Study Finds Link Between Evangelicals and Google Searches for a Bigger Penis
Well, they are big dicks anyway.https://t.co/ZA2cBwx2SW
— Jody Larose (@Netmeetme) March 12, 2021
A recent study published in theJournal for the Scientific Study of Religionreveals that evangelical Christian men could have more significant insecuritiesregarding the size of their penises. The data points to America’s evangelical subculture accelerating insecurities about penis size.
The authors of the study planned to test if dedication to the Evangelical communities may cause men to be more insecure, especially since much of the evangelical dogma pertains to having an adequately-sized penis. Evangelicals talk a great deal about the “complementarity of the sexes,” according to the authors. Or the idea that men and women were each created for their particular roles to benefit the entire community.
“Writings of prominent evangelical thought leaders have for decades relied on phallic symbolism and even explicit phallic references to either valorize physical strength or, more often in the negative, castigate Christian men for their lack of ‘manliness,'” wrote the authors. “Our findings provide important insight” into evangelical “views that equate masculine worth with physical size and strength either centering on or symbolized by the penis.”
The study utilized Google Trends search data to compare requests for “penis enlargement,” “male enhancement,” or ‘ExtenZe,” according to the Evangelical Protestants’ conformity state by state. States with an increased percentage of evangelicals had a higher frequency of Google searches of those and similar phrases.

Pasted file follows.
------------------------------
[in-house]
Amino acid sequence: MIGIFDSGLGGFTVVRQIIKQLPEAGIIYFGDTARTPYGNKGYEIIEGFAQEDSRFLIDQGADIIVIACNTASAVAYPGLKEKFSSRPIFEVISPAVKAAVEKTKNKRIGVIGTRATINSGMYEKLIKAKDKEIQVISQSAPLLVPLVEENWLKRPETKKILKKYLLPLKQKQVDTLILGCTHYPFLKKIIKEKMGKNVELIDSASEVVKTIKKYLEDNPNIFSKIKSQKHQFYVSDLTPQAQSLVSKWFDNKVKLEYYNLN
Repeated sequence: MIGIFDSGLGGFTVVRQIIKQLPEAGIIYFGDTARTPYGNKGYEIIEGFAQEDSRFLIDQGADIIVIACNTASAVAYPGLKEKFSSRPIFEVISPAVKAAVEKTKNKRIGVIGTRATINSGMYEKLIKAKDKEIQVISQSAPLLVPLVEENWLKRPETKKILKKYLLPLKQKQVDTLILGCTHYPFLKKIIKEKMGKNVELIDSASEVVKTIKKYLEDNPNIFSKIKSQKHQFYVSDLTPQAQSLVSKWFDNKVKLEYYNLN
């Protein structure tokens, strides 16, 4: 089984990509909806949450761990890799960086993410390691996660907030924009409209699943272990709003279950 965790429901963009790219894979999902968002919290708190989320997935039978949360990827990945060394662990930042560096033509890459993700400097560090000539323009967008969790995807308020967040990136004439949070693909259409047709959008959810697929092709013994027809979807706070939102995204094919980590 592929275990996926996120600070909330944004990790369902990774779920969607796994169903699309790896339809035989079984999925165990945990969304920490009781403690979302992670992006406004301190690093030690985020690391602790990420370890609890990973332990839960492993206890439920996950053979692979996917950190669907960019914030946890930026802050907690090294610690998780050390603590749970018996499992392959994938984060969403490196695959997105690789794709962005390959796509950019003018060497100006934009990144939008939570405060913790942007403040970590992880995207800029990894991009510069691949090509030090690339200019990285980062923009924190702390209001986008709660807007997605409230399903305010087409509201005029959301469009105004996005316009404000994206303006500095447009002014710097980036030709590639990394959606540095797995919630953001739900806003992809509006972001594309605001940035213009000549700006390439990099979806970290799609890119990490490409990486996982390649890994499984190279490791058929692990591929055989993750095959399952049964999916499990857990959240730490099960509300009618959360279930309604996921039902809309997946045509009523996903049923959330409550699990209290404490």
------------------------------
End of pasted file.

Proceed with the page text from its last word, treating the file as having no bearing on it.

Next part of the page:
The researchers in this study also relied on Pew Research Center’s U.S. Religious Landscape Survey, the U.S. Census, and the 2010 Congregations and Membership Study.
Of the study, researchers wrote: “Though there have been dissenting voices and countermovements within mainstream evangelicalism, writings of prominent evangelical thought leaders have for decades relied on phallic symbolism and even explicit phallic references to either valorize physical strength or, more often in the negative, castigate Christian men for their lack of ‘manliness.'”
The study's authors didn’t measure any genitalia, as the research was about insecurities, not size. In fact, they did not perform the study using surveys because they could not depend on most men to provide the most honest answers.
They explain, “To the extent that a subculture promoting unattainable, phallocentric masculinity (which we argue is likely stronger among evangelicals) pervades the entire community, more men will internalize that ideal and look for remedies to address this privately felt need.”
From January 2011 through July 2016, a higher rate of Google searches for porn are connected to a greater proportion of evangelicals in each state.
One book largely followed by Evangelicals is Wild at Heart, written by John Eldredge. There he writes, “You'll recall the little boy, Philip, from the movie A Perfect World? Remember what his fear was? That his penis was puny. That's how many men articulate a sense of emasculation…”
Eldredge claims that “emasculation” is one of the biggest threats to Christian manhood. Eldredge provides an anecdote of how a young boy had his penis accidentally removed, which ruined his life.
A Christian culture that teaches people to respect traditional ‘manhood’ seems to be connected with a desire for a larger penis. Not only does this problem exist in churches, but the same thinking is found in conservative politics.